The “branch sidle” is a lateral movement along a branch. The bird adopts a horizontal posture with the bill pointed forwards.
The displays are accompanied by several vocal sounds and wing noises.

The Ribbon-tailed Astrapia is suspected to be resident, perhaps with some altitudinal movements, but more information is required.  

The flight over the forest canopy or open grasslands is an astonishing sight. The bird performs an undulating flight with 4-5 wingbeats before each shallow dip, while the elongated, dark-tipped and white central streamers are rippling out behind, and often spreading out in scissor shape.   
The male may also perform aerial displays with loud wing noise. During this strongly undulating flight, the two white rectrices wave conspicuously.  

The breeding season extends through the year except April. The laying takes place in May, June and September-February. The displays are observed in June, August and December.
The female builds the nest mainly in isolated small tree, often in secondary growth. The nest is a well-defined cup lined with fine rootlets and a few large pieces of thick leaves of nearly 2,50 centimetres long. The foundation of this structure includes a spiral pile of thin, vine-like orchid stems, with sometimes an odd piece of small fern frond used on the outer part.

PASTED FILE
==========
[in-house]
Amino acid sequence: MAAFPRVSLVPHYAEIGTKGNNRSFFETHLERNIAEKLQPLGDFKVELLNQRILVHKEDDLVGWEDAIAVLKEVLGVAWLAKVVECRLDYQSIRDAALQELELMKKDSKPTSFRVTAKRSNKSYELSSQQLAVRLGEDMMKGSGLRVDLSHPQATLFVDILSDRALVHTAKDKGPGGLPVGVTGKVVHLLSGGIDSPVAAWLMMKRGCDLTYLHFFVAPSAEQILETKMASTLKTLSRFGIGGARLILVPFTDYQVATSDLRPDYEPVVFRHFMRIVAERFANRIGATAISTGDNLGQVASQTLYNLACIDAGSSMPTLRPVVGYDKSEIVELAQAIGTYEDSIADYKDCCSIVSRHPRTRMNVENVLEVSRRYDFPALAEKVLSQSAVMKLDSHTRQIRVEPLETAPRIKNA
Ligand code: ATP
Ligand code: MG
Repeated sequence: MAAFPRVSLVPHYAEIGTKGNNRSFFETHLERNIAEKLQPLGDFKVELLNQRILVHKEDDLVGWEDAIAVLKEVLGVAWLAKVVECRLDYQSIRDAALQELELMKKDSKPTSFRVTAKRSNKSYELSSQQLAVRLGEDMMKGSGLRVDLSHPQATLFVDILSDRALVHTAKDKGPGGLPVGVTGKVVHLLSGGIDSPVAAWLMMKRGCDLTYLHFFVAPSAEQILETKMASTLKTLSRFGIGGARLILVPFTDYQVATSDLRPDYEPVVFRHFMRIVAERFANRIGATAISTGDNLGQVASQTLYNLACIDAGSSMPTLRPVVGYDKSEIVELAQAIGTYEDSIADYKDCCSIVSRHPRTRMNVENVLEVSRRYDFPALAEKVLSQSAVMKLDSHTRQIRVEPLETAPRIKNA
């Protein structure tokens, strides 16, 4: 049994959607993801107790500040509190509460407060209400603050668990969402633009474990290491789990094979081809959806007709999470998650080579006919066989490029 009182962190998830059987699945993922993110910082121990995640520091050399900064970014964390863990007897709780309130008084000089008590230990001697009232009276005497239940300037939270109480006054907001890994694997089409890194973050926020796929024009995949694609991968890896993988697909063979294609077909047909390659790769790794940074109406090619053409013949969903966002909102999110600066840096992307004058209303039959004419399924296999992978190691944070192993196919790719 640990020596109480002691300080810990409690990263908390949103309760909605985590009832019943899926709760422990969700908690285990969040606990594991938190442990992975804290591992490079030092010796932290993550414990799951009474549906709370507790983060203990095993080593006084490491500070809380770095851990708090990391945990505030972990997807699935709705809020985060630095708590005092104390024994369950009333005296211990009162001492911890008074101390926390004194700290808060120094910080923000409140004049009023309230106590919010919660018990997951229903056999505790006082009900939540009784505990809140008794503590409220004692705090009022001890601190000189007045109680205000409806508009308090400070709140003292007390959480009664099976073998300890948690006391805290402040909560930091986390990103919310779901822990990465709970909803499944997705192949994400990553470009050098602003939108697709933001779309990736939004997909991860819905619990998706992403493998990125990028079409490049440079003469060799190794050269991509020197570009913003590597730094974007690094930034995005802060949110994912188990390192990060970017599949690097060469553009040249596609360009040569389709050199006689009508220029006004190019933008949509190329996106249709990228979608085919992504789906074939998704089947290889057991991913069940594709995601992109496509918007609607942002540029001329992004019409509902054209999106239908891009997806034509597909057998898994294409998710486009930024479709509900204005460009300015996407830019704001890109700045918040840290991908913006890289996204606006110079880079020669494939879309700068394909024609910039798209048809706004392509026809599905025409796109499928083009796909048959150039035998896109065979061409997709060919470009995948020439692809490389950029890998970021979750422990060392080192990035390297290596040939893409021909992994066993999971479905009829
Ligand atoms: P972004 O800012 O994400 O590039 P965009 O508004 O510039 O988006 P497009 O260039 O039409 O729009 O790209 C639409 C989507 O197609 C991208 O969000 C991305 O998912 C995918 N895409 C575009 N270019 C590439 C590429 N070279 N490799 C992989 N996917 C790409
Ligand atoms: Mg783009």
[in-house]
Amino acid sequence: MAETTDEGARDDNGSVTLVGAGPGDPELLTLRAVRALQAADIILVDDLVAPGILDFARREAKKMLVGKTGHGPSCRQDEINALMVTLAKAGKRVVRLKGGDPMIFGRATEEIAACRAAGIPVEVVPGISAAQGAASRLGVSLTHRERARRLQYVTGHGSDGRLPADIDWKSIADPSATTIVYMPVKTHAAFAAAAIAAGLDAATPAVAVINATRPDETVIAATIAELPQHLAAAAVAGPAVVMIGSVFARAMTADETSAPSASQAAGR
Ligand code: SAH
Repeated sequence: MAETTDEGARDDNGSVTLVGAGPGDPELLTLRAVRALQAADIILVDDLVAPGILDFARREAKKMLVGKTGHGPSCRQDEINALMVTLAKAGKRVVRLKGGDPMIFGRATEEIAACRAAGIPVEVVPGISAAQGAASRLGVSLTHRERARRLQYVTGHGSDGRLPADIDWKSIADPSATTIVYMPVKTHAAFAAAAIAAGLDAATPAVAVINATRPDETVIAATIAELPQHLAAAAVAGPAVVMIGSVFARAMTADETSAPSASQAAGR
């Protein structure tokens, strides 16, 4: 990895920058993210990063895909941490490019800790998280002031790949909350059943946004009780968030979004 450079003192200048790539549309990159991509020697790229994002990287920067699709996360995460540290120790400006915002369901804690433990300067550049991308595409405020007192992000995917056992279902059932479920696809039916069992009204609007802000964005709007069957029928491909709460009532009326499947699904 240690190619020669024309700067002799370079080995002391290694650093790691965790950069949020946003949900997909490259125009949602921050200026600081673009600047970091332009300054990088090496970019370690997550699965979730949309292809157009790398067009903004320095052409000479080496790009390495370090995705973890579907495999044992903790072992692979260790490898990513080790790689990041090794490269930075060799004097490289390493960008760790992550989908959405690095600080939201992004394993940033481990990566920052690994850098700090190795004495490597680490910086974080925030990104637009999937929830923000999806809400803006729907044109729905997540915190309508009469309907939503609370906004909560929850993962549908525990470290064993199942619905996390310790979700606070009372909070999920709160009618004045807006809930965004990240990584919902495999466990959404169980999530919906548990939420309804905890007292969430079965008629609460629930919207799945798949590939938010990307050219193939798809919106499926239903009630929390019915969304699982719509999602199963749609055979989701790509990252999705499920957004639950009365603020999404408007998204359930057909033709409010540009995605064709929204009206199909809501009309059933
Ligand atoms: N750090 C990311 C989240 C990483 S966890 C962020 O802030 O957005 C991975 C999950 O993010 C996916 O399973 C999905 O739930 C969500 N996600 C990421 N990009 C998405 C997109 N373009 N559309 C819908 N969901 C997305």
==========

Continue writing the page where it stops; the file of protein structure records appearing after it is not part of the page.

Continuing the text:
The nest is placed in near-vertical forking branch, between 3 and 18 metres above the ground. The females often reuse the same nest-site.

The Ribbon-tailed Astrapia female lays a single egg and incubates alone during about 21 days (observation at one nest in captivity). The duration of this period is uncertain.
The nestling period lasts 25-29 days. The fledging period is believed to be between 22 and 26 days, depending on weather conditions. The female performs alone all the nesting duties, without any help from the male.  

The Ribbon-tailed Astrapia has restricted range in which it is described as fairly common, including in degraded forests. The species is reported to be abundant in the West of the range at a new site named Kumul Lodge.
It is locally threatened by hunting for tail plumes, but intense logging and degradation of the forests is also a problem. However, the species appears to be safe in some inaccessible parts of the range.
This range overlaps that of Stephanie’s Astrapia, and hybridisation is reported in extreme East of this range, but the previous concerns about this problem are now discounted.

The size of the population is unknown, but a slow decline is suspected, due to habitat degradation, but the range is not yet heavily fragmented.
The Ribbon-tailed Astrapia is currently classified as Near Threatened.